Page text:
"The Slave's Dream"

Reply Sat 4 Oct, 2008 11:37 pm
I would like to know how Henry Longfellow uses his "techniques" to bring out the theme of longing for homeland in "The Slaves Dream".
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Reply Sun 5 Oct, 2008 01:39 am
Hannah9313 wrote:

I would like to know how Henry Longfellow uses his "techniques" to bring out the theme of longing for homeland in "The Slaves Dream".

Some of us don't mind helping with your homework...but it helps to give us the poem:

The Slave's Dream

Beside the ungathered rice he lay,
His sickle in his hand;
His breast was bare, his matted hair
Was buried in the sand.
Again, in the mist and shadow of sleep,
He saw his Native Land.

Wide through the landscape of his dreams
The lordly Niger flowed;
Beneath the palm-trees on the plain
Once more a king he strode;
And heard the tinkling caravans
Descend the mountain-road.

He saw once more his dark-eyed queen
Among her children stand;
They clasped his neck, they kissed his cheeks,
They held him by the hand!--
A tear burst from the sleeper's lids
And fell into the sand.

And then at furious speed he rode
Along the Niger's bank;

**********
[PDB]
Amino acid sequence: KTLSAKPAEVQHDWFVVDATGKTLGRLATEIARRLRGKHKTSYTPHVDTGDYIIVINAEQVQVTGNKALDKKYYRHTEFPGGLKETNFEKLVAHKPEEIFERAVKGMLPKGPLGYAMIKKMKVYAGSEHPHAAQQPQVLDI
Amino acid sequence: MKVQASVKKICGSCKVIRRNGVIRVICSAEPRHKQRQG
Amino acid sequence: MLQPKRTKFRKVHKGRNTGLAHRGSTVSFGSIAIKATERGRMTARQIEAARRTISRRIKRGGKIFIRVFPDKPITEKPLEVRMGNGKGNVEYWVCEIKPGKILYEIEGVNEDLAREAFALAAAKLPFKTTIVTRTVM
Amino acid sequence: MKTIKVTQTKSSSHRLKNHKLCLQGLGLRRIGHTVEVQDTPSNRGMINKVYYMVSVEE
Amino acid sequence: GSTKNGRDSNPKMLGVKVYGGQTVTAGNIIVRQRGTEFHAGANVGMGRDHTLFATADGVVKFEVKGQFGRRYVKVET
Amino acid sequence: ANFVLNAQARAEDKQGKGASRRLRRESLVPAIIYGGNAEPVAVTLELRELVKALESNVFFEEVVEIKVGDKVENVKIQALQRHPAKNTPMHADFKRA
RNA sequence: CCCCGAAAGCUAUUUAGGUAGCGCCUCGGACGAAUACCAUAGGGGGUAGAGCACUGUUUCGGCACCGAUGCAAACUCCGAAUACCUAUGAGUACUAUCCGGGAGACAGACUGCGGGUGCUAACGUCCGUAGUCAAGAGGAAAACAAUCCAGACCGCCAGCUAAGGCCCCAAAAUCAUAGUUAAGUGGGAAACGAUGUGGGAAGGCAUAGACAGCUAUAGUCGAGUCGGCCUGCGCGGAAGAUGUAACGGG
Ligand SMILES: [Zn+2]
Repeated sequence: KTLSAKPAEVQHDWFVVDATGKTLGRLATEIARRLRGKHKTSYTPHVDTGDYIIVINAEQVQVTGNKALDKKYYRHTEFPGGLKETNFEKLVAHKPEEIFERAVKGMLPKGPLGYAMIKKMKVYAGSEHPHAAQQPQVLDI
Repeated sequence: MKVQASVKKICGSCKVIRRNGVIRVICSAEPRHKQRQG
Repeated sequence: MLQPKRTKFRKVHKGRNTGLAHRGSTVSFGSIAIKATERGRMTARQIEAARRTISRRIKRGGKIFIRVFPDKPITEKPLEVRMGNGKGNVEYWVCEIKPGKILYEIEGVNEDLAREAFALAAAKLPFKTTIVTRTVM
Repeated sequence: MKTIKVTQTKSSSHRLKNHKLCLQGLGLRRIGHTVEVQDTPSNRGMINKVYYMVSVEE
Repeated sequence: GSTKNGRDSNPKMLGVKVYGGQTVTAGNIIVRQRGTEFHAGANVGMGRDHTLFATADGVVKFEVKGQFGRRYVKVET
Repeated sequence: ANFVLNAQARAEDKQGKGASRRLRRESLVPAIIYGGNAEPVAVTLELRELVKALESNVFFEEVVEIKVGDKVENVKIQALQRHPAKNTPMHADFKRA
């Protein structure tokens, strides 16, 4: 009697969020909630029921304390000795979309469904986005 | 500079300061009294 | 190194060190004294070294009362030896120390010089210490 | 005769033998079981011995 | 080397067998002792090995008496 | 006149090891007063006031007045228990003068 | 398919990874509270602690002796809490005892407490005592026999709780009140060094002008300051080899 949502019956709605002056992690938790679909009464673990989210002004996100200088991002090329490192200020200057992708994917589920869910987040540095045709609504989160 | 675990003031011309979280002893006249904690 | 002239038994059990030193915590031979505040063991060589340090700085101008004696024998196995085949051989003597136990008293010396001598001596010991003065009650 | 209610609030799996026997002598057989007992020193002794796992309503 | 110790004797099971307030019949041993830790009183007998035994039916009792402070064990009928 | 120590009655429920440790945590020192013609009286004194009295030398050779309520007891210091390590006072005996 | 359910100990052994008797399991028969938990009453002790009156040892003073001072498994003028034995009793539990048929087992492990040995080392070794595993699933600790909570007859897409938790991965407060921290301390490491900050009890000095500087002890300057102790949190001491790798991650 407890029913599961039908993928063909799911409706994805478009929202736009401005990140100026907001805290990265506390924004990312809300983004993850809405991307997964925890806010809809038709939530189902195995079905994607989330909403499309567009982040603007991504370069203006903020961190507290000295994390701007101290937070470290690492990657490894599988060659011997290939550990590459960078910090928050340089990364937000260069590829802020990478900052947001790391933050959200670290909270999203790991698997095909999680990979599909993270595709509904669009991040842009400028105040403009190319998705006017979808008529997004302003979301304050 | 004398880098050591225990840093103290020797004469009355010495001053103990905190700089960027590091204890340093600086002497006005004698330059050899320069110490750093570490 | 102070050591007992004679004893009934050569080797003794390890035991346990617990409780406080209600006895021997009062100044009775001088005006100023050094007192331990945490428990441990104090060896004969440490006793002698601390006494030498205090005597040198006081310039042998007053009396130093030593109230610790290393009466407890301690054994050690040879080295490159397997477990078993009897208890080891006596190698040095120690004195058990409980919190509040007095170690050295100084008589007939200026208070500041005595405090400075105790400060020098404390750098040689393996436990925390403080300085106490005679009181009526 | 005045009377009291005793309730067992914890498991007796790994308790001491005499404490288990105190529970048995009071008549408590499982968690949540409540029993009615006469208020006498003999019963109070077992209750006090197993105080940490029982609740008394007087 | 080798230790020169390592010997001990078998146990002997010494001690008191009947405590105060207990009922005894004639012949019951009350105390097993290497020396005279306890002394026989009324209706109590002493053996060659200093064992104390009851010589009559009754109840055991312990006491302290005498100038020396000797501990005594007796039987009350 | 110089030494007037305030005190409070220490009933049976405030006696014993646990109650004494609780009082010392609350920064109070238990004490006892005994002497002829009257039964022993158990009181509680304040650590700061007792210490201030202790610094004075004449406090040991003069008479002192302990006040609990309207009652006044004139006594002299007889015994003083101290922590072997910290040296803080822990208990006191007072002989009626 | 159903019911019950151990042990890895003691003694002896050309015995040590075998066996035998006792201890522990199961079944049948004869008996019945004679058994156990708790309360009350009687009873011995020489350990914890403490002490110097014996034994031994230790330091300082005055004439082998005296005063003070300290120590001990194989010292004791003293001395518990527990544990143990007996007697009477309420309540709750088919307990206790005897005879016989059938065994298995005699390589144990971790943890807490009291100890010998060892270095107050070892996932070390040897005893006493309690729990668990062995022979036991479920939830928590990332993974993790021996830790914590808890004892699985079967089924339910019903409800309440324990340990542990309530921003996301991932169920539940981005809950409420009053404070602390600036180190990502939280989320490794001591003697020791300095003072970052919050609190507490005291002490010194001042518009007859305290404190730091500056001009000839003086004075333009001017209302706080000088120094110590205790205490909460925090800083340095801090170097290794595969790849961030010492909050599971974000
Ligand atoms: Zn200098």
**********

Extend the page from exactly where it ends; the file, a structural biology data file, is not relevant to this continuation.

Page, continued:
His bridle-reins were golden chains,
And, with a martial clank,
At each leap he could feel his scabbard of steel
Smiting his stallion's flank.

Before him, like a blood-red flag,
The bright flamingoes flew;
From morn till night he followed their flight,
O'er plains where the tamarind grew,
Till he saw the roofs of Caffre huts,
And the ocean rose to view.

At night he heard the lion roar,
And the hyena scream,
And the river-horse, as he crushed the reeds
Beside some hidden stream;
And it passed, like a glorious roll of drums,
Through the triumph of his dream.

The forests, with their myriad tongues,
Shouted of liberty;
And the Blast of the Desert cried aloud,
With a voice so wild and free,
That he started in his sleep and smiled
At their tempestuous glee.

He did not feel the driver's whip,
Nor the burning heat of day;
For Death had illumined the Land of Sleep,
And his lifeless body lay
A worn-out fetter, that the soul
Had broken and thrown away!

Poem by Henry Wadsworth Longfellow

and it is especially good if you give us some of your thoughts first.

What techniques do you see?
Reply Sun 5 Oct, 2008 06:28 am
The title of the poem, explains the simple poem..
A man from the Caribbean, who lives in London but always thinks of his home.
A lot of natural elements are brought out 'blue surf', 'wild seabird'
... im just stuck on HOW to write my answer =/
Reply Sun 5 Oct, 2008 06:57 am
Well, I doubt he lives in London, nor that he is from the Caribbean...since it clearly (but with subsequently very little knowledge of Africa) states he lives near the Niger. You may wish to look up where the Niger is, but may find it tends to have part of its being in Nigeria, in Africa.

The man is a SLAVE, who recaptures his freedom by DYING.

I suspect he lived in some part of America where rice is grown, but was born and captured in Africa.

Some of the technique lie in the wild romanticization of the slave's remembered homeland....look at how it is described, and the rather overdone language Longfellow uses.
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